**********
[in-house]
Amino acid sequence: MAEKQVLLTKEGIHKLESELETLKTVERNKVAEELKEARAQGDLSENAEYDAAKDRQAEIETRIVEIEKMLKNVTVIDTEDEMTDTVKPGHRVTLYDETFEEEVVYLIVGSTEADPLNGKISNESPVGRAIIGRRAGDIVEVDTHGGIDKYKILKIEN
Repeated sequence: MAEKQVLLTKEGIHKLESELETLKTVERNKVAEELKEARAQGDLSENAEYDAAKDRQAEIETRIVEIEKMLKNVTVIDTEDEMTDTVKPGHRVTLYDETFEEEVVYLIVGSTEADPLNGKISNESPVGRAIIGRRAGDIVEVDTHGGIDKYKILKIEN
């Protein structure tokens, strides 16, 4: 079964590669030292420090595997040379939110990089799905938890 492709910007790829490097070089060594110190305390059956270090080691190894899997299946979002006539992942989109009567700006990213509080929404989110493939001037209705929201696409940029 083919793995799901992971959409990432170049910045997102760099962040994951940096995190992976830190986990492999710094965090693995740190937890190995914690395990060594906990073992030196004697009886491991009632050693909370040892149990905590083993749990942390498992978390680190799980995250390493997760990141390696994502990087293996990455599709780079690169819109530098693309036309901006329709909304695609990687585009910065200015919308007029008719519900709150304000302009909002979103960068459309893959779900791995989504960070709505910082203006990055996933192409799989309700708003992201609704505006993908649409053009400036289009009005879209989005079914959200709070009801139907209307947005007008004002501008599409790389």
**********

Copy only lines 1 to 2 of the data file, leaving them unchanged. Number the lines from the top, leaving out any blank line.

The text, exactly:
[in-house]
Amino acid sequence: MAEKQVLLTKEGIHKLESELETLKTVERNKVAEELKEARAQGDLSENAEYDAAKDRQAEIETRIVEIEKMLKNVTVIDTEDEMTDTVKPGHRVTLYDETFEEEVVYLIVGSTEADPLNGKISNESPVGRAIIGRRAGDIVEVDTHGGIDKYKILKIEN